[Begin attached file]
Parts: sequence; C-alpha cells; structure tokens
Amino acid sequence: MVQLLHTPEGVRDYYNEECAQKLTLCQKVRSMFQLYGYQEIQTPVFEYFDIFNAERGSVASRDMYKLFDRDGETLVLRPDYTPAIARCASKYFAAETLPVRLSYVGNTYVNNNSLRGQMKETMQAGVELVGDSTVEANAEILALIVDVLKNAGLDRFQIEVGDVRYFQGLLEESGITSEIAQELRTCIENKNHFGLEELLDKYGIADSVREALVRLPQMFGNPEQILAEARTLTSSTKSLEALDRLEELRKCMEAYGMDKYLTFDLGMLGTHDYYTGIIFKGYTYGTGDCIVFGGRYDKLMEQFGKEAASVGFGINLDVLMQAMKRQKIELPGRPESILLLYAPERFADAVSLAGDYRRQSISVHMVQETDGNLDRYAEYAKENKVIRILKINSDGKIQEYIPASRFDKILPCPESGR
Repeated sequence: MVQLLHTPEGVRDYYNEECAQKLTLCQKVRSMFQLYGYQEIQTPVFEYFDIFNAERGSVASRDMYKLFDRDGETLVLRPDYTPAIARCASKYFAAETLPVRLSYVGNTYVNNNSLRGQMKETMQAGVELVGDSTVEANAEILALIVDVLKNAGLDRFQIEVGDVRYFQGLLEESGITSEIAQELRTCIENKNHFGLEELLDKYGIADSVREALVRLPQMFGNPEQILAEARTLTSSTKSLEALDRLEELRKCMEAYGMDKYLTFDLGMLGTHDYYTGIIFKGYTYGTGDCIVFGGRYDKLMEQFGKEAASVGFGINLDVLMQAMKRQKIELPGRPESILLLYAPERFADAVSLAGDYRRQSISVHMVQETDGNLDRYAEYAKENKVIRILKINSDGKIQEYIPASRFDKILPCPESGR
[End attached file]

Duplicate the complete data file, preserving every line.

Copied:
Parts: sequence; C-alpha cells; structure tokens
Amino acid sequence: MVQLLHTPEGVRDYYNEECAQKLTLCQKVRSMFQLYGYQEIQTPVFEYFDIFNAERGSVASRDMYKLFDRDGETLVLRPDYTPAIARCASKYFAAETLPVRLSYVGNTYVNNNSLRGQMKETMQAGVELVGDSTVEANAEILALIVDVLKNAGLDRFQIEVGDVRYFQGLLEESGITSEIAQELRTCIENKNHFGLEELLDKYGIADSVREALVRLPQMFGNPEQILAEARTLTSSTKSLEALDRLEELRKCMEAYGMDKYLTFDLGMLGTHDYYTGIIFKGYTYGTGDCIVFGGRYDKLMEQFGKEAASVGFGINLDVLMQAMKRQKIELPGRPESILLLYAPERFADAVSLAGDYRRQSISVHMVQETDGNLDRYAEYAKENKVIRILKINSDGKIQEYIPASRFDKILPCPESGR
Repeated sequence: MVQLLHTPEGVRDYYNEECAQKLTLCQKVRSMFQLYGYQEIQTPVFEYFDIFNAERGSVASRDMYKLFDRDGETLVLRPDYTPAIARCASKYFAAETLPVRLSYVGNTYVNNNSLRGQMKETMQAGVELVGDSTVEANAEILALIVDVLKNAGLDRFQIEVGDVRYFQGLLEESGITSEIAQELRTCIENKNHFGLEELLDKYGIADSVREALVRLPQMFGNPEQILAEARTLTSSTKSLEALDRLEELRKCMEAYGMDKYLTFDLGMLGTHDYYTGIIFKGYTYGTGDCIVFGGRYDKLMEQFGKEAASVGFGINLDVLMQAMKRQKIELPGRPESILLLYAPERFADAVSLAGDYRRQSISVHMVQETDGNLDRYAEYAKENKVIRILKINSDGKIQEYIPASRFDKILPCPESGR